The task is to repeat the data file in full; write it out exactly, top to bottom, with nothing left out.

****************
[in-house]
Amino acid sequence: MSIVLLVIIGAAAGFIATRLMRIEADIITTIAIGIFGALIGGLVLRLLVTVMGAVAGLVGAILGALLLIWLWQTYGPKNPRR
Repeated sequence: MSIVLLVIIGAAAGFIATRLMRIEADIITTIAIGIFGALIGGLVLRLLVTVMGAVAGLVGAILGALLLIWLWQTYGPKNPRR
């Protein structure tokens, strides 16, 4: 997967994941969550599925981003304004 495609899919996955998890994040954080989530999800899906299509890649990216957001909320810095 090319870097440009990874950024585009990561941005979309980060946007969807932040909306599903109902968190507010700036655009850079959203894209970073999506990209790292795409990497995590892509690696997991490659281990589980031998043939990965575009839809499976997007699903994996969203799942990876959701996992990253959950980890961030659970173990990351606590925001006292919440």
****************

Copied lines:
[in-house]
Amino acid sequence: MSIVLLVIIGAAAGFIATRLMRIEADIITTIAIGIFGALIGGLVLRLLVTVMGAVAGLVGAILGALLLIWLWQTYGPKNPRR
Repeated sequence: MSIVLLVIIGAAAGFIATRLMRIEADIITTIAIGIFGALIGGLVLRLLVTVMGAVAGLVGAILGALLLIWLWQTYGPKNPRR
């Protein structure tokens, strides 16, 4: 997967994941969550599925981003304004 495609899919996955998890994040954080989530999800899906299509890649990216957001909320810095 090319870097440009990874950024585009990561941005979309980060946007969807932040909306599903109902968190507010700036655009850079959203894209970073999506990209790292795409990497995590892509690696997991490659281990589980031998043939990965575009839809499976997007699903994996969203799942990876959701996992990253959950980890961030659970173990990351606590925001006292919440």